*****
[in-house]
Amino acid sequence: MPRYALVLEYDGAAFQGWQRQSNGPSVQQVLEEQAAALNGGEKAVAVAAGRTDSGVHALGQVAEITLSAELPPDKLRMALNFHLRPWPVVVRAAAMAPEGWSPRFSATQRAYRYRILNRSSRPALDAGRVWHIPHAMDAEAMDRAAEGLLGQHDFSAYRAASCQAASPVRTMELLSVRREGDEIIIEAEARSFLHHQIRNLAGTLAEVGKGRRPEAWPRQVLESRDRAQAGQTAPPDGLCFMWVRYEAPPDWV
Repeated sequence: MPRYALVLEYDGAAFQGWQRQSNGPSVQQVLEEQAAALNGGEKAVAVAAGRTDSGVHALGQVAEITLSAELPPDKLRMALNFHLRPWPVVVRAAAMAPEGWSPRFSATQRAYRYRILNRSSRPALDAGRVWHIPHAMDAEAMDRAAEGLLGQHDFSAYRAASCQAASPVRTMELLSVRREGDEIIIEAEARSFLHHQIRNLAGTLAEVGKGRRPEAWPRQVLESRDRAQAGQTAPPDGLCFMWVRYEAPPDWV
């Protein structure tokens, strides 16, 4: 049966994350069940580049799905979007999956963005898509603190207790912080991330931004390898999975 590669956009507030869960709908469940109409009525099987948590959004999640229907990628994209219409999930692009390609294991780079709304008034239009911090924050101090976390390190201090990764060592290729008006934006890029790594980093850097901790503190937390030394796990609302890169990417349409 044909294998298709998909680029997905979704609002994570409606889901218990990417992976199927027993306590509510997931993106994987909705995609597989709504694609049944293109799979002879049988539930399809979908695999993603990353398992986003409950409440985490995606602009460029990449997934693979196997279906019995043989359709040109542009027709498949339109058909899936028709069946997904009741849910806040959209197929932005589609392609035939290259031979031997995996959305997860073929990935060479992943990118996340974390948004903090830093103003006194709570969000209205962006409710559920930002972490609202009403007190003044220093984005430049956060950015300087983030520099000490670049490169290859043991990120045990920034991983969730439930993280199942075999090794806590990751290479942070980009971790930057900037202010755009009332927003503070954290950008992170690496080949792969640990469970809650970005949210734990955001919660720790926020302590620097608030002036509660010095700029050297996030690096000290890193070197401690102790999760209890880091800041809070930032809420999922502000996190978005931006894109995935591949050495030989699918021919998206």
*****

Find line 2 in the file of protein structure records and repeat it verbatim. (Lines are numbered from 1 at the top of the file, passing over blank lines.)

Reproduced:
Amino acid sequence: MPRYALVLEYDGAAFQGWQRQSNGPSVQQVLEEQAAALNGGEKAVAVAAGRTDSGVHALGQVAEITLSAELPPDKLRMALNFHLRPWPVVVRAAAMAPEGWSPRFSATQRAYRYRILNRSSRPALDAGRVWHIPHAMDAEAMDRAAEGLLGQHDFSAYRAASCQAASPVRTMELLSVRREGDEIIIEAEARSFLHHQIRNLAGTLAEVGKGRRPEAWPRQVLESRDRAQAGQTAPPDGLCFMWVRYEAPPDWV